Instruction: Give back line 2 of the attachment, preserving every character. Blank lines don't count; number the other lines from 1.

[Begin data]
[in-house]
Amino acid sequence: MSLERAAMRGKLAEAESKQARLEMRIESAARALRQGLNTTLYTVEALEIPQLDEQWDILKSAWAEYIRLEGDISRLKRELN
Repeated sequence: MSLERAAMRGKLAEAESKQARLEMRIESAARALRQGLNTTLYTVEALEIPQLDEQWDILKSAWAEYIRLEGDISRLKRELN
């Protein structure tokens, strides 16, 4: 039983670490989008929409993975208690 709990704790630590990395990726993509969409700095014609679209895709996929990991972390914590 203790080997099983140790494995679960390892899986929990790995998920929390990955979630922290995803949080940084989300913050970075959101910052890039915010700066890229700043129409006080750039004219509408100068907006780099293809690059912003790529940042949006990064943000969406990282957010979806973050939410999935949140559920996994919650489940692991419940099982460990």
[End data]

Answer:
Amino acid sequence: MSLERAAMRGKLAEAESKQARLEMRIESAARALRQGLNTTLYTVEALEIPQLDEQWDILKSAWAEYIRLEGDISRLKRELN